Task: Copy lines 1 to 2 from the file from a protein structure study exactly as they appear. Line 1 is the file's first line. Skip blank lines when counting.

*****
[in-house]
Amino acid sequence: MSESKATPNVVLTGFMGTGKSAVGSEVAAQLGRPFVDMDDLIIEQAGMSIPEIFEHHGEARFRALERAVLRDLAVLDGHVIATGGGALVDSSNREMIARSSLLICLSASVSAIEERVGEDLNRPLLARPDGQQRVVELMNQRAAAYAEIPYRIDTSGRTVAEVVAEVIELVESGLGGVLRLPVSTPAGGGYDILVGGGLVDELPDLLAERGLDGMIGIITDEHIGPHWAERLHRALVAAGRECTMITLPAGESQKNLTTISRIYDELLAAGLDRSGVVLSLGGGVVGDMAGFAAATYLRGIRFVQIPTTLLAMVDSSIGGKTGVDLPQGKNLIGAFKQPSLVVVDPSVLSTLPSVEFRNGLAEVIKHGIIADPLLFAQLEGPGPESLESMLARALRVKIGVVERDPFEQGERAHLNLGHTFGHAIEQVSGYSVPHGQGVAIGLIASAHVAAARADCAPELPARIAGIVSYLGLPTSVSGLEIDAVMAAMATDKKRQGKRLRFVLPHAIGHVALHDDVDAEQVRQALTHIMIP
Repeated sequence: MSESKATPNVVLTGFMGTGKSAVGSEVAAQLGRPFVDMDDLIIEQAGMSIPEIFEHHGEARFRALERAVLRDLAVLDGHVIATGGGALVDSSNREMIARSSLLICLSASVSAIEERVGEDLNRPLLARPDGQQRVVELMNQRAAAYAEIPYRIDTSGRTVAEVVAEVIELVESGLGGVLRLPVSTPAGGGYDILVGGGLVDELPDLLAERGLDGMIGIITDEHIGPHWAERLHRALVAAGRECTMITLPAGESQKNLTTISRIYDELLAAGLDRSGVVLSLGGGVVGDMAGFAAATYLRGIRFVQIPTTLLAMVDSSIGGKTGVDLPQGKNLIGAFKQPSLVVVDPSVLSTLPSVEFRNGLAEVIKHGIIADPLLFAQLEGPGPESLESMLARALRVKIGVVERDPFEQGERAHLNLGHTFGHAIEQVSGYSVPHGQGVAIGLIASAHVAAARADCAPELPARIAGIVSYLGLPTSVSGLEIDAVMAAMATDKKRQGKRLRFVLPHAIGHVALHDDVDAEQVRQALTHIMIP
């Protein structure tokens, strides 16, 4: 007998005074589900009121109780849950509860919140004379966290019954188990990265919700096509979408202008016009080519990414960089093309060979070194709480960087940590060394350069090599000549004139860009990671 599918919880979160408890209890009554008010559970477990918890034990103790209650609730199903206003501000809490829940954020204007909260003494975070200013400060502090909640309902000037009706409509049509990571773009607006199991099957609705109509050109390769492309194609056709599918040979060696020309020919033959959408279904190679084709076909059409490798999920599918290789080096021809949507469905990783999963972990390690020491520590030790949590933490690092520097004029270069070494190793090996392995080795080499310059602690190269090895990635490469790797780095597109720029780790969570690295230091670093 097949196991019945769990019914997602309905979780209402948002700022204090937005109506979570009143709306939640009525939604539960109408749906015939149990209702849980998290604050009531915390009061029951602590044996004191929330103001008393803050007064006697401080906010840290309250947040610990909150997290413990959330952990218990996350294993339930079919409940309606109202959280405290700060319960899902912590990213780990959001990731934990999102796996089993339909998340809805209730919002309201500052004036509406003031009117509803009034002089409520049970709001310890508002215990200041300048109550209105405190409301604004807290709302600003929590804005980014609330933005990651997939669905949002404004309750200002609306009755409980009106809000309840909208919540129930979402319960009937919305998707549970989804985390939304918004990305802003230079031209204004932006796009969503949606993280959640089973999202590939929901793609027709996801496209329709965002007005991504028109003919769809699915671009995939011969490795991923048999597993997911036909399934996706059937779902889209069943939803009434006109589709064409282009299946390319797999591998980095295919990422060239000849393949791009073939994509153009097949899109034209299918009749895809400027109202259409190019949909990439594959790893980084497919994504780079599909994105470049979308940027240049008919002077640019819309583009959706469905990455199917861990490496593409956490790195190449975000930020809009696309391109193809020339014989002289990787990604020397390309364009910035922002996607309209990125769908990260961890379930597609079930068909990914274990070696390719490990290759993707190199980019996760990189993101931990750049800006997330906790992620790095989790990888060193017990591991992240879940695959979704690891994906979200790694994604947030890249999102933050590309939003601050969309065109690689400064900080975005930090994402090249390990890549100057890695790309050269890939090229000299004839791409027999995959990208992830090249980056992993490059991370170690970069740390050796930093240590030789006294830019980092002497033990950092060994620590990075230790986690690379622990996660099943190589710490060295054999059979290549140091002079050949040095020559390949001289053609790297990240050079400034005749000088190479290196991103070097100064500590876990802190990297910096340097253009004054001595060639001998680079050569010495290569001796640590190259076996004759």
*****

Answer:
[in-house]
Amino acid sequence: MSESKATPNVVLTGFMGTGKSAVGSEVAAQLGRPFVDMDDLIIEQAGMSIPEIFEHHGEARFRALERAVLRDLAVLDGHVIATGGGALVDSSNREMIARSSLLICLSASVSAIEERVGEDLNRPLLARPDGQQRVVELMNQRAAAYAEIPYRIDTSGRTVAEVVAEVIELVESGLGGVLRLPVSTPAGGGYDILVGGGLVDELPDLLAERGLDGMIGIITDEHIGPHWAERLHRALVAAGRECTMITLPAGESQKNLTTISRIYDELLAAGLDRSGVVLSLGGGVVGDMAGFAAATYLRGIRFVQIPTTLLAMVDSSIGGKTGVDLPQGKNLIGAFKQPSLVVVDPSVLSTLPSVEFRNGLAEVIKHGIIADPLLFAQLEGPGPESLESMLARALRVKIGVVERDPFEQGERAHLNLGHTFGHAIEQVSGYSVPHGQGVAIGLIASAHVAAARADCAPELPARIAGIVSYLGLPTSVSGLEIDAVMAAMATDKKRQGKRLRFVLPHAIGHVALHDDVDAEQVRQALTHIMIP